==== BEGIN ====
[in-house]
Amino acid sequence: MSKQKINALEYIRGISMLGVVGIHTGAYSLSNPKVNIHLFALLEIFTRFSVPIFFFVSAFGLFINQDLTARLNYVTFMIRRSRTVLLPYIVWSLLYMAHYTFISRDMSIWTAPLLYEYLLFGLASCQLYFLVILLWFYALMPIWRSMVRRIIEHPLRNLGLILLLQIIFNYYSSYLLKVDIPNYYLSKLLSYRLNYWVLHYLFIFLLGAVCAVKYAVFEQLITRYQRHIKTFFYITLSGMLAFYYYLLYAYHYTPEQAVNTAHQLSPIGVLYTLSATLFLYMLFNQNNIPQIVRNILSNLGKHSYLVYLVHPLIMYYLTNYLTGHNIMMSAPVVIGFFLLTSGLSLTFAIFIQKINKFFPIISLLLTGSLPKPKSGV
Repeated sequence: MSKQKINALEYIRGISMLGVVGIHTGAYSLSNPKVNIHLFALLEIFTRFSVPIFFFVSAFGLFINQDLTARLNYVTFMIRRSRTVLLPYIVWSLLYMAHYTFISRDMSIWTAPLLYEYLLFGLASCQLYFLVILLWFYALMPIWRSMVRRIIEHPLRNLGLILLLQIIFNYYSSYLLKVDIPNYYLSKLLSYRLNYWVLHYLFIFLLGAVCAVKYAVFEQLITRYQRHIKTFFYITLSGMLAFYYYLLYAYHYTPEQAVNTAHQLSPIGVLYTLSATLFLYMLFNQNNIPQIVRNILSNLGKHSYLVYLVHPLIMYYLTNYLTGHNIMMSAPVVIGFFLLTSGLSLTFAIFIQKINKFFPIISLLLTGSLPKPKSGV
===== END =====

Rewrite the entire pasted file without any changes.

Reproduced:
[in-house]
Amino acid sequence: MSKQKINALEYIRGISMLGVVGIHTGAYSLSNPKVNIHLFALLEIFTRFSVPIFFFVSAFGLFINQDLTARLNYVTFMIRRSRTVLLPYIVWSLLYMAHYTFISRDMSIWTAPLLYEYLLFGLASCQLYFLVILLWFYALMPIWRSMVRRIIEHPLRNLGLILLLQIIFNYYSSYLLKVDIPNYYLSKLLSYRLNYWVLHYLFIFLLGAVCAVKYAVFEQLITRYQRHIKTFFYITLSGMLAFYYYLLYAYHYTPEQAVNTAHQLSPIGVLYTLSATLFLYMLFNQNNIPQIVRNILSNLGKHSYLVYLVHPLIMYYLTNYLTGHNIMMSAPVVIGFFLLTSGLSLTFAIFIQKINKFFPIISLLLTGSLPKPKSGV
Repeated sequence: MSKQKINALEYIRGISMLGVVGIHTGAYSLSNPKVNIHLFALLEIFTRFSVPIFFFVSAFGLFINQDLTARLNYVTFMIRRSRTVLLPYIVWSLLYMAHYTFISRDMSIWTAPLLYEYLLFGLASCQLYFLVILLWFYALMPIWRSMVRRIIEHPLRNLGLILLLQIIFNYYSSYLLKVDIPNYYLSKLLSYRLNYWVLHYLFIFLLGAVCAVKYAVFEQLITRYQRHIKTFFYITLSGMLAFYYYLLYAYHYTPEQAVNTAHQLSPIGVLYTLSATLFLYMLFNQNNIPQIVRNILSNLGKHSYLVYLVHPLIMYYLTNYLTGHNIMMSAPVVIGFFLLTSGLSLTFAIFIQKINKFFPIISLLLTGSLPKPKSGV